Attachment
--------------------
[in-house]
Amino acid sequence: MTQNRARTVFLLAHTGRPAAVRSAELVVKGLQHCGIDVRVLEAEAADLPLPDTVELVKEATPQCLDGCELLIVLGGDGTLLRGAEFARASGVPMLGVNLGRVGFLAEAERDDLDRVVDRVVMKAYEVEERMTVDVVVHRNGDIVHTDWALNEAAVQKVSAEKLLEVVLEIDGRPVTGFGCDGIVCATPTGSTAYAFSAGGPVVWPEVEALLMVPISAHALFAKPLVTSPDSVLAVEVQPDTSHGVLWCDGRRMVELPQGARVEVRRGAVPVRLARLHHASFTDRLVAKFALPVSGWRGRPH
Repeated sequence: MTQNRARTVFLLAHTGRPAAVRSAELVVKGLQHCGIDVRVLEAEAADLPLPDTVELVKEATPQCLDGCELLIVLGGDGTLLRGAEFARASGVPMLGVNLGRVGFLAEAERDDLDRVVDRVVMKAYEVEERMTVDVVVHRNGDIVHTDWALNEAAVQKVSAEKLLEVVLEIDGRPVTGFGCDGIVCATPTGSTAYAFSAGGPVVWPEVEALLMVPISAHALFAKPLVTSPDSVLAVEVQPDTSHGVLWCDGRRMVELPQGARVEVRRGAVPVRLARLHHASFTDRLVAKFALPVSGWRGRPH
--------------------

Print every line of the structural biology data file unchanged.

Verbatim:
[in-house]
Amino acid sequence: MTQNRARTVFLLAHTGRPAAVRSAELVVKGLQHCGIDVRVLEAEAADLPLPDTVELVKEATPQCLDGCELLIVLGGDGTLLRGAEFARASGVPMLGVNLGRVGFLAEAERDDLDRVVDRVVMKAYEVEERMTVDVVVHRNGDIVHTDWALNEAAVQKVSAEKLLEVVLEIDGRPVTGFGCDGIVCATPTGSTAYAFSAGGPVVWPEVEALLMVPISAHALFAKPLVTSPDSVLAVEVQPDTSHGVLWCDGRRMVELPQGARVEVRRGAVPVRLARLHHASFTDRLVAKFALPVSGWRGRPH
Repeated sequence: MTQNRARTVFLLAHTGRPAAVRSAELVVKGLQHCGIDVRVLEAEAADLPLPDTVELVKEATPQCLDGCELLIVLGGDGTLLRGAEFARASGVPMLGVNLGRVGFLAEAERDDLDRVVDRVVMKAYEVEERMTVDVVVHRNGDIVHTDWALNEAAVQKVSAEKLLEVVLEIDGRPVTGFGCDGIVCATPTGSTAYAFSAGGPVVWPEVEALLMVPISAHALFAKPLVTSPDSVLAVEVQPDTSHGVLWCDGRRMVELPQGARVEVRRGAVPVRLARLHHASFTDRLVAKFALPVSGWRGRPH